FAQs About Divorce In Texas
What is community property?
All property that is acquired during a marriage is presumed to be community property. Any property that you owned prior to the marriage, and property that was received by gift or devise (or inheritance) may be considered the separate property of the receiving spouse. The court does not have the authority to deprive a spouse of his or her separate property. If a spouse is claiming certain property as their separate property the burden is on that spouse to prove by clear and convincing evidence that the property is indeed their separate property.
My husband and I are going through a divorce in Texas. Am I automatically entitled to 50% of his property?
Not necessarily. The standard that Texas courts use to divide property is the fair and equitable standard. After looking at a wide array of factors (ex. Length of marriage, fault in breakup of marriage, earning capacity of spouses, etc.) the court will order a division of community property that is fair and equitable under the particular circumstances of a case. Sometimes that may be 50/50, sometimes it’s 55/45, etc.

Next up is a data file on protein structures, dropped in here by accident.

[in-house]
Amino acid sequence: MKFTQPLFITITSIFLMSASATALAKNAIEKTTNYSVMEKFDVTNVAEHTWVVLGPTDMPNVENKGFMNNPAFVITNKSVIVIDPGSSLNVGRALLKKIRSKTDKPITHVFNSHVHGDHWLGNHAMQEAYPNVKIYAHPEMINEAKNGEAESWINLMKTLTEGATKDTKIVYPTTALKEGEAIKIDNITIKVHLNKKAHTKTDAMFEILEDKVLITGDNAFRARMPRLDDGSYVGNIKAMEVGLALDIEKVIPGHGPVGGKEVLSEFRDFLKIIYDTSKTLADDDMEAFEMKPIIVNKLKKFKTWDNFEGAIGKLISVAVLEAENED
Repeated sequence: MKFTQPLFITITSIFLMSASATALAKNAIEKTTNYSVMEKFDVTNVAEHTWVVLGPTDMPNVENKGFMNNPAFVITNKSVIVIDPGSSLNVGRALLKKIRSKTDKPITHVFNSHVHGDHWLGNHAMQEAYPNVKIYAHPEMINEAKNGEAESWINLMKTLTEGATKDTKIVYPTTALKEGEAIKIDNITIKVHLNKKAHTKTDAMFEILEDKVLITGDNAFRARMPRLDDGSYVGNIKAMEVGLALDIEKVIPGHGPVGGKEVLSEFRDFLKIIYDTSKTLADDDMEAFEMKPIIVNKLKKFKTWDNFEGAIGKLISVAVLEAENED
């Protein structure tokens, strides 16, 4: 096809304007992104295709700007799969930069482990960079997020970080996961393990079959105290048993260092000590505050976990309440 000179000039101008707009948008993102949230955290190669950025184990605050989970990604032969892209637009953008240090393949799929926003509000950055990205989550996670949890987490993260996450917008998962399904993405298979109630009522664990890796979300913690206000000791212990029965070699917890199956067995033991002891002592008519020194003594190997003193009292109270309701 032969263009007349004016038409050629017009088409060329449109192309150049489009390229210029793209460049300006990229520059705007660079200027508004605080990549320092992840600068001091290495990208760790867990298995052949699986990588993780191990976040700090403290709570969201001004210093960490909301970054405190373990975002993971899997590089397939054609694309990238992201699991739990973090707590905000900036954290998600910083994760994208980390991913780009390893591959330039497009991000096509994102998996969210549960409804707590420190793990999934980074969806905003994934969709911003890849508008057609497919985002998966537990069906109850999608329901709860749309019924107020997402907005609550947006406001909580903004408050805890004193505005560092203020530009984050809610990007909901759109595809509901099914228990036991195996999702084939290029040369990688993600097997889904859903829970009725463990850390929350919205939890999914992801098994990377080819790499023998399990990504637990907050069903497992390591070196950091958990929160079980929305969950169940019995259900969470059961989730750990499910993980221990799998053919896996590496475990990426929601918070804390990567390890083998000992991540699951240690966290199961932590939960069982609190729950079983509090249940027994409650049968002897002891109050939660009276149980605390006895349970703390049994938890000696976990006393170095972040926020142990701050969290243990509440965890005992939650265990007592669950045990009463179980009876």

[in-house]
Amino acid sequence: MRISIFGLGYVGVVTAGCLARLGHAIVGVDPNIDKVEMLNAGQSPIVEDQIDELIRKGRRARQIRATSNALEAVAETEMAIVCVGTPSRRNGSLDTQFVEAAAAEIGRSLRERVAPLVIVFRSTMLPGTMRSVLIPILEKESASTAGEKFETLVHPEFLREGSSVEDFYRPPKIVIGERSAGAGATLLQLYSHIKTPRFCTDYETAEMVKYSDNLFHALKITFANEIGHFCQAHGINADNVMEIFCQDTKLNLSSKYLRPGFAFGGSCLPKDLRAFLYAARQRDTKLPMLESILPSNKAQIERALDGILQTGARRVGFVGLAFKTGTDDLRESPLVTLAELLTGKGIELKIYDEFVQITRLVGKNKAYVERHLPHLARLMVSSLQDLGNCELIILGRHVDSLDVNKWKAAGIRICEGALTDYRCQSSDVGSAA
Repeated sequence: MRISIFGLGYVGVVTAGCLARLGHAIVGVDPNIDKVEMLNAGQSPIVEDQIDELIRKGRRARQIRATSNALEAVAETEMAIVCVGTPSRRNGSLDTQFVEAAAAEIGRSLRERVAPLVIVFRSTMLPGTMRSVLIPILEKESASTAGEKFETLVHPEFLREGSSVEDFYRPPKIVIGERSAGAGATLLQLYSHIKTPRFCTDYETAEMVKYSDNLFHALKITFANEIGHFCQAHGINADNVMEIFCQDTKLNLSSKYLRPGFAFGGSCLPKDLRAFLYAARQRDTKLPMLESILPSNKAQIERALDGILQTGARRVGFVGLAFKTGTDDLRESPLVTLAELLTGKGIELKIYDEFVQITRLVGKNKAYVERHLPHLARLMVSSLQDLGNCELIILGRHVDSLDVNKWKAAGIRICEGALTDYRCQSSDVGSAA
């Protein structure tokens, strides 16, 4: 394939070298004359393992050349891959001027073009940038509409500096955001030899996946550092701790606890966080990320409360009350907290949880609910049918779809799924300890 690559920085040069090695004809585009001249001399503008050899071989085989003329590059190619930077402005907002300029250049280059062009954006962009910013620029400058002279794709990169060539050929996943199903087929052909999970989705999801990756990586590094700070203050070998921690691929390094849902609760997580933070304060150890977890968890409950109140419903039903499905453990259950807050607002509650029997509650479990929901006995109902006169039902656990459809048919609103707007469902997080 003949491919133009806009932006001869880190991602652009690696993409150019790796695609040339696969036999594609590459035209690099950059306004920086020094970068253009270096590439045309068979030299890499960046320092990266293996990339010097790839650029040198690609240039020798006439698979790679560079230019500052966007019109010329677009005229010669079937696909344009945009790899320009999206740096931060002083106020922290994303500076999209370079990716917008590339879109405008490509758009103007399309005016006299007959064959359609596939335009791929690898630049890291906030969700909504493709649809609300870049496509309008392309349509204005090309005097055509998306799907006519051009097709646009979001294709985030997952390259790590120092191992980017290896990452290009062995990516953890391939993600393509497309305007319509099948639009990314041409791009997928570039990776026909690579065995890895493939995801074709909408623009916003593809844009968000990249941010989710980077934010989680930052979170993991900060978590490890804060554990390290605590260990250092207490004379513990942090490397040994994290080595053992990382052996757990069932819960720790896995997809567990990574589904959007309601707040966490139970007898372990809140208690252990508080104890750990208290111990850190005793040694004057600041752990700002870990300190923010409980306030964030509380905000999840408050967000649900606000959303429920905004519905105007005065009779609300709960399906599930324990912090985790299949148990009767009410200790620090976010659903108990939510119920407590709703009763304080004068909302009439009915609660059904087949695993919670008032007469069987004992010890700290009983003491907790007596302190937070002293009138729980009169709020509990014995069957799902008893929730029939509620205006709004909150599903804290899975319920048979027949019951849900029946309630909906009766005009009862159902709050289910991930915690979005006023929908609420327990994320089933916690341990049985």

My wife has filed for divorce. We are agreeing to everything – custody and property division. Can we use the same attorney?
No. One attorney cannot represent both sides in a divorce action. While you believe that everything will be agreed upon, disagreements may arise. While you can technically deal with your spouse’s attorney if you are unrepresented, this not necessarily a good idea. That attorney represents your spouse. He or she cannot advise you, and does not have your best interests at heart.
How do I file for a legal separation?
There is no such thing as a legal separation in Texas. While spouses may choose to live separately, technically they are accumulating community property and community debts until the date of divorce.
How long do I have to live in Texas to file for divorce?
In order for Texas to have jurisdiction over your divorce matter you, or your spouse, needs to have lived in Texas for at least six months prior to filing. In addition, you need to have lived in the county of filing for at least 90 days.
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